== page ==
At the start of the month, the moon is just after its first quarter, so we will have a half Moon and then, on 5 June, we have this month’s full Moon. In Colonial America, this full moon was referred to as the Strawberry Moon because this was when these little red berries ripened. Europeans have dubbed it the rose moon, while other cultures named it the hot moon because it occurred at the beginning of the summer heat.
Also on 5 June, we have a penumbral eclipse when the Moon passes through the outskirts of the Earth's shadow, resulting in only a dusky decrease in the Full Moon's brightness. The eclipse will finish at moonrise in the UK so we’ll find it difficult to see and will be better seen by people in Asia, Africa and Australia. The last quarter Moon (a half moon) is on 13 June and there is a new Moon (no moon) on 21 June. So, if it’s clear on the 22 June, you will see a very thin crescent moon in the north-west about an hour after sunset.
For the first part of June, you will be able to see Mercury low down on the north-western horizon before it fades quickly and sinks into the twilight glow from the middle of the month. Jupiter and Saturn will rise in the south-east at around 11 pm and will be easiest to see from about midnight with Jupiter being the brightest of the two. Then, two hours later, you should be able to see Mars as it rises in the south-east as well. On the mornings of 13 and 14 June, you can see Neptune just above Mars, while Uranus will be low down on the eastern horizon at that time.
Venus ceased to be the ‘Evening Star’ when it disappeared from our night-sky at the end of last month. However, from about 19 June, it makes its reappearance as the ‘Morning Star’ when it rises in the north-east about half an hour before sunrise at around 4 am. If look for it that morning, you will find it to the right of the thinnest of crescent moons. By the end of the month, Venus will be rising as early as 3 am.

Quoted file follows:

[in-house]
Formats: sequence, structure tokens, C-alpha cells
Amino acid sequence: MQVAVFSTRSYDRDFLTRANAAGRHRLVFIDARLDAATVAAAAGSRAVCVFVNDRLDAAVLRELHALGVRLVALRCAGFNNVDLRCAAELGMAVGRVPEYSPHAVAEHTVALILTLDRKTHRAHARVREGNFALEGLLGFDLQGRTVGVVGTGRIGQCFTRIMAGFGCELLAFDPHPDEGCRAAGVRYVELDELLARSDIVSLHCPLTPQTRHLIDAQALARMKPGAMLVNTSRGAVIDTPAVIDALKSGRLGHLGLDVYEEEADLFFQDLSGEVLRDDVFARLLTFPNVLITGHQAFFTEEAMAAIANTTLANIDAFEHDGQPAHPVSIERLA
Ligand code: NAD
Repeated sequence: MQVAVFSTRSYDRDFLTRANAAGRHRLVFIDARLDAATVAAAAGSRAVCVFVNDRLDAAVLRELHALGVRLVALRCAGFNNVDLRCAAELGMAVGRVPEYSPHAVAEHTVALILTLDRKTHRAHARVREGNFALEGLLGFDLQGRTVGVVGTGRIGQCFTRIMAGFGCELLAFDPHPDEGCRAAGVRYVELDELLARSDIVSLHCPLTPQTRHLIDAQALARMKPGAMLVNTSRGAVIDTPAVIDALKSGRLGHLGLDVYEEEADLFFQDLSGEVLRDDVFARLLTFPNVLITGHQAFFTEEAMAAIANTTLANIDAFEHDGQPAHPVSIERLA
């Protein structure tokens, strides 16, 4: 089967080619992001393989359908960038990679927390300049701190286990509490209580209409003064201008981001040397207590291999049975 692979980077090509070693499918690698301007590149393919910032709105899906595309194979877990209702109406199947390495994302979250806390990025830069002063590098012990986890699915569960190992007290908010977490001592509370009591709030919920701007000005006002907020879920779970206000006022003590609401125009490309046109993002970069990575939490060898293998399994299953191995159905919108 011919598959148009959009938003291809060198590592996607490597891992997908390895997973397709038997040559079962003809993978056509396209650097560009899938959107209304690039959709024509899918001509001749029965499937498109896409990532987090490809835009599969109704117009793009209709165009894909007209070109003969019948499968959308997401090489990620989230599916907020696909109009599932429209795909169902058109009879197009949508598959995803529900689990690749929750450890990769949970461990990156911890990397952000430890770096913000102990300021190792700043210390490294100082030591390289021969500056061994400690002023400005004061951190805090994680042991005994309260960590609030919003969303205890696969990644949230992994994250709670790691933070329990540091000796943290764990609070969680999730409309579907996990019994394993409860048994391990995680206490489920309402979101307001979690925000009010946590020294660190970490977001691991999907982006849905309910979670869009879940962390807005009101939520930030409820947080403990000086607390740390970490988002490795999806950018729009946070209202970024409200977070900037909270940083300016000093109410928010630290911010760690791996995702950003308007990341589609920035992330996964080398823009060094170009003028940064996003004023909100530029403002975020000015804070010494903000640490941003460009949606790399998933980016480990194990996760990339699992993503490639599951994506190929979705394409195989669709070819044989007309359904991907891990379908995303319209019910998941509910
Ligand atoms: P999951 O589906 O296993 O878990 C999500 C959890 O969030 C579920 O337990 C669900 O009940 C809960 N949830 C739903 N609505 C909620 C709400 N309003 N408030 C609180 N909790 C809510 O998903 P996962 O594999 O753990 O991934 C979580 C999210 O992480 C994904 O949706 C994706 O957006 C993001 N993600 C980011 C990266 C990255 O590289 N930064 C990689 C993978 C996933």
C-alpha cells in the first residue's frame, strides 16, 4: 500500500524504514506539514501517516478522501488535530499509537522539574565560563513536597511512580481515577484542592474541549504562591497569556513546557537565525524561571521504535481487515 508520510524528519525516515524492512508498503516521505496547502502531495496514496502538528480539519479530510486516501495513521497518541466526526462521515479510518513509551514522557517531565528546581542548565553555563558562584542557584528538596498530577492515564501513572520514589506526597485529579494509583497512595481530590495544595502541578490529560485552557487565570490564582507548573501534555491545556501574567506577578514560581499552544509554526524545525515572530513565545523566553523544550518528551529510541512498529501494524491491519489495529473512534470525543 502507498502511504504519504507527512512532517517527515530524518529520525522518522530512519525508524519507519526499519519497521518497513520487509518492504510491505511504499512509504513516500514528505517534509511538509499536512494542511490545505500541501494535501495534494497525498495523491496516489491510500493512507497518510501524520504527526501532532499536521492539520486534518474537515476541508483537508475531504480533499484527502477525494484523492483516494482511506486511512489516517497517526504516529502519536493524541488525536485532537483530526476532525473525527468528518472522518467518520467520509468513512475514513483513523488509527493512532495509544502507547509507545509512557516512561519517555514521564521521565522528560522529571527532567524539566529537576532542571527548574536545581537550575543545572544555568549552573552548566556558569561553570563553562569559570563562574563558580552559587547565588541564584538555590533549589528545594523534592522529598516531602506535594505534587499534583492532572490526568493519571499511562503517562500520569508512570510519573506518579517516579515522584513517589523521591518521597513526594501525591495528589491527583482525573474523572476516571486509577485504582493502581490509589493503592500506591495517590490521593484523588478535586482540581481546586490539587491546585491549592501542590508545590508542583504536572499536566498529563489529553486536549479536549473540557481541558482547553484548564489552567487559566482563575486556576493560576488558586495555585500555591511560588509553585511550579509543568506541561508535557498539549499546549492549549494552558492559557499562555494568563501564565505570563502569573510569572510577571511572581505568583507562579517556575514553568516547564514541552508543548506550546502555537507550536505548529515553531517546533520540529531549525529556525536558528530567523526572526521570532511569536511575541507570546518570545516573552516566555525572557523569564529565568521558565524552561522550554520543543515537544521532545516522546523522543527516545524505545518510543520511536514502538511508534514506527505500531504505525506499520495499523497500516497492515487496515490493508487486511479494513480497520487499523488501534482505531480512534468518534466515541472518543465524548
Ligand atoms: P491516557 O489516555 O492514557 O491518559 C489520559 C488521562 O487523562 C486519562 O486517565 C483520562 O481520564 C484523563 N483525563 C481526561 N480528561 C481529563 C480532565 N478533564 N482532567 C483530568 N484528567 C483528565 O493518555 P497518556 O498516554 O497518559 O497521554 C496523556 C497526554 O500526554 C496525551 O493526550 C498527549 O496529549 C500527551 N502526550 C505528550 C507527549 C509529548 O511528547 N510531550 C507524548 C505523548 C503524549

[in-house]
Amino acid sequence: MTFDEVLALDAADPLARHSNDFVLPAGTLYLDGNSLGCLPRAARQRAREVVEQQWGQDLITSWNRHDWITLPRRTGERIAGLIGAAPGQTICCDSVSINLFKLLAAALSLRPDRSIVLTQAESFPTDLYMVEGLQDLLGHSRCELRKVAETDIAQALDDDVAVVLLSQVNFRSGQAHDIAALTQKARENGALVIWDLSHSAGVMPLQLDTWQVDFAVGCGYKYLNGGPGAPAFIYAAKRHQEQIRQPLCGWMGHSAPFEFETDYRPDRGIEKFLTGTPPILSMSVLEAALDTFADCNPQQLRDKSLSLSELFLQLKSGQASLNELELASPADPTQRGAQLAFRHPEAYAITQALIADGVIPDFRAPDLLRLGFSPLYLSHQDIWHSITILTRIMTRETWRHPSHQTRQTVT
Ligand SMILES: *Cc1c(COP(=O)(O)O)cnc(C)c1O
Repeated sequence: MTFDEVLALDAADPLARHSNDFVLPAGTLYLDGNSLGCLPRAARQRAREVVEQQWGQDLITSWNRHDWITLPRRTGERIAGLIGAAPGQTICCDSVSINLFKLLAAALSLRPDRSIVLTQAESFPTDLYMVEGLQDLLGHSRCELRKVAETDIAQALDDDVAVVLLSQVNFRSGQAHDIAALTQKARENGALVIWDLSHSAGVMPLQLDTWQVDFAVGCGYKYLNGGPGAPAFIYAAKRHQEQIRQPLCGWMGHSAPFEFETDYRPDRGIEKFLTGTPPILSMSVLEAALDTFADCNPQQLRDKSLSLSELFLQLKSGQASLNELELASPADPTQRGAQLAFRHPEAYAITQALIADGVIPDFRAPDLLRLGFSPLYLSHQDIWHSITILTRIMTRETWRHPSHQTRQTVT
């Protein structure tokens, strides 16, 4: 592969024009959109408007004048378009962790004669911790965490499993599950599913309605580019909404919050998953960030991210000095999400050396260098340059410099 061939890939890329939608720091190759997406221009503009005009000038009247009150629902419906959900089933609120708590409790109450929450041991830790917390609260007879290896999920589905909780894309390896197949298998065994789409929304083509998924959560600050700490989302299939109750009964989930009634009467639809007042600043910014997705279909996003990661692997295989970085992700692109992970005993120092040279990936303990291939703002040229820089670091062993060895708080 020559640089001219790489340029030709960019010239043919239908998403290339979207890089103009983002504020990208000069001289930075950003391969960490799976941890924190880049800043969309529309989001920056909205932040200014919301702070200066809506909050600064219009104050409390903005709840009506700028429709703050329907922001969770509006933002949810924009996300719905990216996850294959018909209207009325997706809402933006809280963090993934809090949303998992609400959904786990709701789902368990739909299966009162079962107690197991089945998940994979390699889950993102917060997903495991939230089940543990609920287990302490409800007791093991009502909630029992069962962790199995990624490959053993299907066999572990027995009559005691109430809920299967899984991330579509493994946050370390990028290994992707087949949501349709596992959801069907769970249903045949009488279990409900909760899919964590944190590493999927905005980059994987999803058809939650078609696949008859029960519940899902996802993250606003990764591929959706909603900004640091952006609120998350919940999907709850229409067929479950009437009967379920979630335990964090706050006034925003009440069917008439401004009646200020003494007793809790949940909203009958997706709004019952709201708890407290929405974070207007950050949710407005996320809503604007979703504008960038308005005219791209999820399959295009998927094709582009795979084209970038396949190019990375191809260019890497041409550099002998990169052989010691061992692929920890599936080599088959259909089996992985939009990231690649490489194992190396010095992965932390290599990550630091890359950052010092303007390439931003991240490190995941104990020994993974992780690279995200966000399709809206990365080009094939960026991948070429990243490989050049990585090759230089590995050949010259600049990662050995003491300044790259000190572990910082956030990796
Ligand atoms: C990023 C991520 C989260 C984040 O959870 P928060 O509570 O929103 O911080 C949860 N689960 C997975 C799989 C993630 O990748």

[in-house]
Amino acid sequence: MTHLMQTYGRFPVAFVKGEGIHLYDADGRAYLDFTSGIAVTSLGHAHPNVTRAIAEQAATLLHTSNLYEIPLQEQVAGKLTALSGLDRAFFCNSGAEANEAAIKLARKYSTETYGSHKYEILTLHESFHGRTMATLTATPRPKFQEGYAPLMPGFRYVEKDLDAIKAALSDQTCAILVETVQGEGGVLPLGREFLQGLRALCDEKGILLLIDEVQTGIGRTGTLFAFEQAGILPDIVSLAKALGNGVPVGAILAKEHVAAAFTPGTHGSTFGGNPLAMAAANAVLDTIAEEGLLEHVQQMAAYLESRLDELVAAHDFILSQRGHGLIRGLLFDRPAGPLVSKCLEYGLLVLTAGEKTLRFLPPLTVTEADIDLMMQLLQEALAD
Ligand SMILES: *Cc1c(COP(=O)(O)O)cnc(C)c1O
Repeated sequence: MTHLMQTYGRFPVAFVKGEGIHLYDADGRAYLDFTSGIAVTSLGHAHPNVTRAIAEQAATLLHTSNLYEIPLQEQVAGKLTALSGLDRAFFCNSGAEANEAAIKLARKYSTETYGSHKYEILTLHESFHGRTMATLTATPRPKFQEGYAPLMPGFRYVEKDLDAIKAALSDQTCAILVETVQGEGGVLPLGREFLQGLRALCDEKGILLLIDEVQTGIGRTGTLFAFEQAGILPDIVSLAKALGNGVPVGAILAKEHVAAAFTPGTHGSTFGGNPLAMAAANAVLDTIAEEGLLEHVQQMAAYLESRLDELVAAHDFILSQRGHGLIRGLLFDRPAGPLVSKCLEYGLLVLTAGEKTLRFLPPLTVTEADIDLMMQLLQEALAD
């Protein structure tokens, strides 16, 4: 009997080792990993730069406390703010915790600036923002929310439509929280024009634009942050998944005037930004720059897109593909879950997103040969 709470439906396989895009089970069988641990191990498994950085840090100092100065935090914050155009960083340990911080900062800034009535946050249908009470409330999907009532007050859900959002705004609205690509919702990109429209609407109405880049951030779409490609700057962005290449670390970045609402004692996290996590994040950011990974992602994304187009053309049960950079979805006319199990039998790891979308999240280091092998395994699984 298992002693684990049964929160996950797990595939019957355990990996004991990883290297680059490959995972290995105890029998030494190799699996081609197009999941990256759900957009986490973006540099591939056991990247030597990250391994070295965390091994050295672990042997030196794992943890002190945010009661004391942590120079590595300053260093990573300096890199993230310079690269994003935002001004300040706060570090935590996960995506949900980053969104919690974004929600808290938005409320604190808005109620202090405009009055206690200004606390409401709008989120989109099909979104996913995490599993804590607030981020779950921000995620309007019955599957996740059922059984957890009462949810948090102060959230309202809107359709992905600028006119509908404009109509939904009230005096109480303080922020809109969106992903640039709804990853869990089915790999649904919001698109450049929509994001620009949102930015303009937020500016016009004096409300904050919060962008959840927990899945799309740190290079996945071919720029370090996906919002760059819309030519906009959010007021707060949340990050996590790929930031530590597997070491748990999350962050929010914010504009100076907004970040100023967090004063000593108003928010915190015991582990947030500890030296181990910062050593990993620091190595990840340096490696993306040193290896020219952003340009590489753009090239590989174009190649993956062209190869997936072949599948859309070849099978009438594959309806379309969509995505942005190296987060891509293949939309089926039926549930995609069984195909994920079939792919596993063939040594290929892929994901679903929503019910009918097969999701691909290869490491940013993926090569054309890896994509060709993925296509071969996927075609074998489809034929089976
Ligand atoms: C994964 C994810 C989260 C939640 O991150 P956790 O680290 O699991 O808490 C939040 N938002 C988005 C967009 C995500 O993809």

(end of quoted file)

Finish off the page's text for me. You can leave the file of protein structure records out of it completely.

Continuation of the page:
June is a quiet month meteor showers as most of them occur when it is daylight. In reality, we need to wait until the Perseid Meteor Shower in August for our next good show. It will peak on the night of 11-12 August and will be marred a little by the light from a last quarter moon. Nonetheless, we should be able to see the brighter Perseids as they will most likely overcome the moonlit glare.
This year, the Summer Solstice will occur on 20 June at 21:43 GMT (22:43 BST) and is the exact moment when the northern hemisphere is tilted most towards the Sun. However, many people refer to the Summer Solstice as the Longest Day of the year, when the number of hours of daylight are at their maximum and the number of hours of night are at their minimum. On 20 June this year, our sunrise will be 4:30 am and our sunset will be 10:19 pm, giving us 17 hours and 49 minutes of daylight. On June 19, our hours of daylight will be 7 seconds less and on June 20 they will be 1 second less.
This monthly summary first appeared on https://www.rockpoolhouse.co.uk/june-stargazing.html.
It was written by Steven Marshall, owner of Steven Marshall Photography and Rockpool House Holiday Apartment. He offers landscape and night photography tuition to visitors on the Peninsulas and has various photographic prints, calendars, cards and other merchandise for sale at his studio at Rockpool House. He also enjoys taking his guests at Rockpool House on a tour of the night sky.